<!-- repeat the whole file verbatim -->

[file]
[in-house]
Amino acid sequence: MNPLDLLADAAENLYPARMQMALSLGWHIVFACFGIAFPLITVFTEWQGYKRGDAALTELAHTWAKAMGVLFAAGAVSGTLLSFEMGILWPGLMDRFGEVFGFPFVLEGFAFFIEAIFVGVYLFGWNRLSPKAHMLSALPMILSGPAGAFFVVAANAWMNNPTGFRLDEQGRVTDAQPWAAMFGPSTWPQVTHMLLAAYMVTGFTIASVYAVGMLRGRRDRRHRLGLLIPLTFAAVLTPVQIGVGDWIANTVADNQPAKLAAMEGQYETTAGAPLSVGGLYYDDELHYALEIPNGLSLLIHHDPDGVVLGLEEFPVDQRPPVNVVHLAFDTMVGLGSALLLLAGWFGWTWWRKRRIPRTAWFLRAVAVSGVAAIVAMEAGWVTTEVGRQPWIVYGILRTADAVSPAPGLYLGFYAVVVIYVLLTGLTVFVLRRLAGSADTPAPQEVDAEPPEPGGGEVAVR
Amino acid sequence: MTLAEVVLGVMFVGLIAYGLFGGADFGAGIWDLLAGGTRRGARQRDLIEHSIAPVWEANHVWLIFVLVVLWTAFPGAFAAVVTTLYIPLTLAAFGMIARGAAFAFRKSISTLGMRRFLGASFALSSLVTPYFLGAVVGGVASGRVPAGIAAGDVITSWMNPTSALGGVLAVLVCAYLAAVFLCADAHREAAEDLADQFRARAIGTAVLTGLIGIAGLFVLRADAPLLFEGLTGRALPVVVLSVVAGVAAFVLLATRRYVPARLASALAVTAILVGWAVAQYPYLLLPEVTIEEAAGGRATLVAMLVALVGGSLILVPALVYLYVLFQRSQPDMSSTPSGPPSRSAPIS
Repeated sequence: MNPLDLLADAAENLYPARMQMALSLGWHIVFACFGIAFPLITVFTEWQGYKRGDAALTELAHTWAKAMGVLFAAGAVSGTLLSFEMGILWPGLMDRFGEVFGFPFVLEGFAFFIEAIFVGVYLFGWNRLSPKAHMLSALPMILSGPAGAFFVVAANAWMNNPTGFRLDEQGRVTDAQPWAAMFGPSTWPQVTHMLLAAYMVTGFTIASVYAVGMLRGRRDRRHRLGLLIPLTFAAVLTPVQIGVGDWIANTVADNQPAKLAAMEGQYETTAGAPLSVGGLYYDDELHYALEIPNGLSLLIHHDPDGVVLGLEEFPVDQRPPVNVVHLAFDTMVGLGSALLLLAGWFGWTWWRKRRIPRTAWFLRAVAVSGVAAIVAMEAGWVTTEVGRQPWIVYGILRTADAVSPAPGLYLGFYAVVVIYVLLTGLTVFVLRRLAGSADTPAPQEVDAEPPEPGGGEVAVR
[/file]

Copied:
[in-house]
Amino acid sequence: MNPLDLLADAAENLYPARMQMALSLGWHIVFACFGIAFPLITVFTEWQGYKRGDAALTELAHTWAKAMGVLFAAGAVSGTLLSFEMGILWPGLMDRFGEVFGFPFVLEGFAFFIEAIFVGVYLFGWNRLSPKAHMLSALPMILSGPAGAFFVVAANAWMNNPTGFRLDEQGRVTDAQPWAAMFGPSTWPQVTHMLLAAYMVTGFTIASVYAVGMLRGRRDRRHRLGLLIPLTFAAVLTPVQIGVGDWIANTVADNQPAKLAAMEGQYETTAGAPLSVGGLYYDDELHYALEIPNGLSLLIHHDPDGVVLGLEEFPVDQRPPVNVVHLAFDTMVGLGSALLLLAGWFGWTWWRKRRIPRTAWFLRAVAVSGVAAIVAMEAGWVTTEVGRQPWIVYGILRTADAVSPAPGLYLGFYAVVVIYVLLTGLTVFVLRRLAGSADTPAPQEVDAEPPEPGGGEVAVR
Amino acid sequence: MTLAEVVLGVMFVGLIAYGLFGGADFGAGIWDLLAGGTRRGARQRDLIEHSIAPVWEANHVWLIFVLVVLWTAFPGAFAAVVTTLYIPLTLAAFGMIARGAAFAFRKSISTLGMRRFLGASFALSSLVTPYFLGAVVGGVASGRVPAGIAAGDVITSWMNPTSALGGVLAVLVCAYLAAVFLCADAHREAAEDLADQFRARAIGTAVLTGLIGIAGLFVLRADAPLLFEGLTGRALPVVVLSVVAGVAAFVLLATRRYVPARLASALAVTAILVGWAVAQYPYLLLPEVTIEEAAGGRATLVAMLVALVGGSLILVPALVYLYVLFQRSQPDMSSTPSGPPSRSAPIS
Repeated sequence: MNPLDLLADAAENLYPARMQMALSLGWHIVFACFGIAFPLITVFTEWQGYKRGDAALTELAHTWAKAMGVLFAAGAVSGTLLSFEMGILWPGLMDRFGEVFGFPFVLEGFAFFIEAIFVGVYLFGWNRLSPKAHMLSALPMILSGPAGAFFVVAANAWMNNPTGFRLDEQGRVTDAQPWAAMFGPSTWPQVTHMLLAAYMVTGFTIASVYAVGMLRGRRDRRHRLGLLIPLTFAAVLTPVQIGVGDWIANTVADNQPAKLAAMEGQYETTAGAPLSVGGLYYDDELHYALEIPNGLSLLIHHDPDGVVLGLEEFPVDQRPPVNVVHLAFDTMVGLGSALLLLAGWFGWTWWRKRRIPRTAWFLRAVAVSGVAAIVAMEAGWVTTEVGRQPWIVYGILRTADAVSPAPGLYLGFYAVVVIYVLLTGLTVFVLRRLAGSADTPAPQEVDAEPPEPGGGEVAVR